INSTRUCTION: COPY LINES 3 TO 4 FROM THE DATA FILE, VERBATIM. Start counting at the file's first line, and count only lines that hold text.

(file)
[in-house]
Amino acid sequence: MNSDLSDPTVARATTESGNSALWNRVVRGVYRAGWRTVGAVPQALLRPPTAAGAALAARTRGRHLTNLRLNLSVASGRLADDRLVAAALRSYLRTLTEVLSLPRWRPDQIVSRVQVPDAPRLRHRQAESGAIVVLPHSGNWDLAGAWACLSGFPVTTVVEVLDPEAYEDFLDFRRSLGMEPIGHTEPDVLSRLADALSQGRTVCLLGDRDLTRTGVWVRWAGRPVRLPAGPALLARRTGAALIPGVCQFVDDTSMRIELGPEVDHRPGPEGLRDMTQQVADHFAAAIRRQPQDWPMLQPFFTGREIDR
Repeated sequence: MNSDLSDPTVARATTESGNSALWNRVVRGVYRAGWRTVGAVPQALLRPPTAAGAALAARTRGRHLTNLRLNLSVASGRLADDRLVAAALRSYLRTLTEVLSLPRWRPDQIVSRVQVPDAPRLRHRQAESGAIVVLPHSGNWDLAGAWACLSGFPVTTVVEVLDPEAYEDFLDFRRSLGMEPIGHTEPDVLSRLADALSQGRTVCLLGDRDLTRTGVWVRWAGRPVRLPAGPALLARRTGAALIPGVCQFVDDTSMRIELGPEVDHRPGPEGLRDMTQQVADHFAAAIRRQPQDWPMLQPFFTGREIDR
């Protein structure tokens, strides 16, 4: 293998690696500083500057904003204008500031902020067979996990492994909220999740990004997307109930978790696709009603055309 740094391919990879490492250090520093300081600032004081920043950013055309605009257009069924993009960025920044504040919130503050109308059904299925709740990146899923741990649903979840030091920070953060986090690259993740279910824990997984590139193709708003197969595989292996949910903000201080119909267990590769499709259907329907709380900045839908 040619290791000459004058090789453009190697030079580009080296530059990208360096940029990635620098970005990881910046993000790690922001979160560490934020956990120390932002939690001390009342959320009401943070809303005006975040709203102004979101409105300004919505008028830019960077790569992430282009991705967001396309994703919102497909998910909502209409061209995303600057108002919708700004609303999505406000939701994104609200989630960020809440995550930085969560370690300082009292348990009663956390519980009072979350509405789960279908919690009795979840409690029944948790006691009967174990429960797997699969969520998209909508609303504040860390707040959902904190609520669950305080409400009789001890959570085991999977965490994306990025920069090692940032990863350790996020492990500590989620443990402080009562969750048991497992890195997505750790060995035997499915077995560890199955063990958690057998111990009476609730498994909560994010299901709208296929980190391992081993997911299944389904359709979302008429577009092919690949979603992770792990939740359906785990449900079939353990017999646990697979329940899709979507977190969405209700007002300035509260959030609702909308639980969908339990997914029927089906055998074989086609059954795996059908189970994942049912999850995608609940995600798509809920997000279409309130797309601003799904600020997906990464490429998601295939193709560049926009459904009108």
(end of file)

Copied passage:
Repeated sequence: MNSDLSDPTVARATTESGNSALWNRVVRGVYRAGWRTVGAVPQALLRPPTAAGAALAARTRGRHLTNLRLNLSVASGRLADDRLVAAALRSYLRTLTEVLSLPRWRPDQIVSRVQVPDAPRLRHRQAESGAIVVLPHSGNWDLAGAWACLSGFPVTTVVEVLDPEAYEDFLDFRRSLGMEPIGHTEPDVLSRLADALSQGRTVCLLGDRDLTRTGVWVRWAGRPVRLPAGPALLARRTGAALIPGVCQFVDDTSMRIELGPEVDHRPGPEGLRDMTQQVADHFAAAIRRQPQDWPMLQPFFTGREIDR
């Protein structure tokens, strides 16, 4: 293998690696500083500057904003204008500031902020067979996990492994909220999740990004997307109930978790696709009603055309 740094391919990879490492250090520093300081600032004081920043950013055309605009257009069924993009960025920044504040919130503050109308059904299925709740990146899923741990649903979840030091920070953060986090690259993740279910824990997984590139193709708003197969595989292996949910903000201080119909267990590769499709259907329907709380900045839908 040619290791000459004058090789453009190697030079580009080296530059990208360096940029990635620098970005990881910046993000790690922001979160560490934020956990120390932002939690001390009342959320009401943070809303005006975040709203102004979101409105300004919505008028830019960077790569992430282009991705967001396309994703919102497909998910909502209409061209995303600057108002919708700004609303999505406000939701994104609200989630960020809440995550930085969560370690300082009292348990009663956390519980009072979350509405789960279908919690009795979840409690029944948790006691009967174990429960797997699969969520998209909508609303504040860390707040959902904190609520669950305080409400009789001890959570085991999977965490994306990025920069090692940032990863350790996020492990500590989620443990402080009562969750048991497992890195997505750790060995035997499915077995560890199955063990958690057998111990009476609730498994909560994010299901709208296929980190391992081993997911299944389904359709979302008429577009092919690949979603992770792990939740359906785990449900079939353990017999646990697979329940899709979507977190969405209700007002300035509260959030609702909308639980969908339990997914029927089906055998074989086609059954795996059908189970994942049912999850995608609940995600798509809920997000279409309130797309601003799904600020997906990464490429998601295939193709560049926009459904009108």